BLOG: Education or trust?

The pensions industry is always asking how it would be best to improve active engagement amongst savers, but it rarely asks if this is the right path to take.

At a recent conference, a panellist explained how a friend of theirs asked them to take care of their pension savings for them, in both the accumulation and decumulation stage.

This begs the question: would scheme members rather be educated enough to make decisions for themselves, or trust a professional to take care of their retirement income for them?

Communication with savers is often debated. Is there enough? Is educational material being communicated in an effective manner? How can we get people to take more interest in their pensions?

The questions are usually about how to educate people so that they can take more control of their pensions in the way that they see fit.

But evidence suggests that people don’t want to learn, so it seems like an exercise in futility trying to get savers to understand the complexities of the pensions world when they don’t have any interest or time to do so.

There is an argument that the industry's time would be better spent building trust in professionals to delegate all responsibilities to them, as they have the expertise and the time that members often don’t.

Of course, savers should never be discouraged from improving their financial knowledge, and it would still be vital that educational materials were made available to them, but giving them the faith to place their trust in professionals should give them a better chance of a comfortable retirement.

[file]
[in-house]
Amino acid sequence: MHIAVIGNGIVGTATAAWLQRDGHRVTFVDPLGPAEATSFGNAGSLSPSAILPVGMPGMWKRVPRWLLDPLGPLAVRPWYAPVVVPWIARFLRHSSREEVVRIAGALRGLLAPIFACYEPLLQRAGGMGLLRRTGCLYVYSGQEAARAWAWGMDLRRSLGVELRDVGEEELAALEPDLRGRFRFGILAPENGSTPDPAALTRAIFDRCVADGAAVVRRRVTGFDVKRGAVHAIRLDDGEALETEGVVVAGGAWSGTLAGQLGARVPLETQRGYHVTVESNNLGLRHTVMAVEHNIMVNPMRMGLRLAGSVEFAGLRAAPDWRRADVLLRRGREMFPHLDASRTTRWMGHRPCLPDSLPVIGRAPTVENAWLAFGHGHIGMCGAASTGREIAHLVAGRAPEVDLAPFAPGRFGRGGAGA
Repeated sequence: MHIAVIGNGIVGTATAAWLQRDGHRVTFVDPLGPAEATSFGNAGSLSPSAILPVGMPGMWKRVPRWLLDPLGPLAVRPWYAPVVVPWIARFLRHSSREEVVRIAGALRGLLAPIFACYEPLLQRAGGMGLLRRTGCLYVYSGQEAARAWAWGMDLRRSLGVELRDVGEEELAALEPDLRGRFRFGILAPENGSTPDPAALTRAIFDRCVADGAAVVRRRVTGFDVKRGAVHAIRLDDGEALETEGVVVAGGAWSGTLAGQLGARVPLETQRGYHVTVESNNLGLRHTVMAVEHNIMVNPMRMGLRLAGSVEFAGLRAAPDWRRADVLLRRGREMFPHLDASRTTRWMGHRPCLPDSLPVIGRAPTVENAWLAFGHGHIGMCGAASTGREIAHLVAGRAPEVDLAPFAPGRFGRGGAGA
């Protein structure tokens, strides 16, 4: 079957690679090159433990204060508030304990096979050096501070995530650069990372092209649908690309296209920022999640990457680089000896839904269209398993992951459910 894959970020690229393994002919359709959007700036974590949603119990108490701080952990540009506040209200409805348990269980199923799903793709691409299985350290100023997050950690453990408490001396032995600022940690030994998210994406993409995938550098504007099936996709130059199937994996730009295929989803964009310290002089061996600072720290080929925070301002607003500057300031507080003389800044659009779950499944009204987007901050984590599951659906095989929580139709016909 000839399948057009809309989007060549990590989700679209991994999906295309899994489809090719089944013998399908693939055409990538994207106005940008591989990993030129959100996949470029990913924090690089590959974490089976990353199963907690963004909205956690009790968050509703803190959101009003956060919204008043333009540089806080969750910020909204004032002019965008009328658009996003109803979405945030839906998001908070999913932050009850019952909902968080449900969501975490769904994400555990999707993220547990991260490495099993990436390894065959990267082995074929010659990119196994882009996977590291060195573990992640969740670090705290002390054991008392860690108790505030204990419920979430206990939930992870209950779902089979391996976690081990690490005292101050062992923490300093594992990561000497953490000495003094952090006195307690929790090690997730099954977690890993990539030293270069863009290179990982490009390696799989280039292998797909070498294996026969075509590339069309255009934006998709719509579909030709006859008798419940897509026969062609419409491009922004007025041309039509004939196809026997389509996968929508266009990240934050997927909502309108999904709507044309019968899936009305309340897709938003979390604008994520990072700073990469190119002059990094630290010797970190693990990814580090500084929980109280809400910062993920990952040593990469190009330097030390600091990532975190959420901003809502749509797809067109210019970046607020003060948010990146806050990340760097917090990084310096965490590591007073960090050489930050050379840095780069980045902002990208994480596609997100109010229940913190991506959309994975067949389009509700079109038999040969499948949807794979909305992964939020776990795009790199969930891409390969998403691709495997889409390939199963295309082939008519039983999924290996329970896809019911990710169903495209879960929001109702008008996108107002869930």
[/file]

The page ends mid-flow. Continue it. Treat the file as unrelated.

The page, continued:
It may be argued that an individual’s freedom and choice would be undermined by having someone else in complete control of their pension savings, but in reality, delegating the responsibility could give greater freedom by saving time and effort that may have been spent on learning the ins and outs of the pensions industry.

Auto-enrolment has led to an extra 10 million people saving into pensions since its introduction, but most are just defaulting into company schemes and are actually no more actively engaged in their pension as when they weren’t auto-enrolled.

So, if people are not actively engaging anyway, they may as well place their trust in a professional that can attempt to achieve better outcomes for the member, while having peace of mind that their money is safe.

Increasing that trust is a path that the industry may want to consider and could lead to better retirement outcomes for those who don’t have the time or inclination to learn about this complex market.

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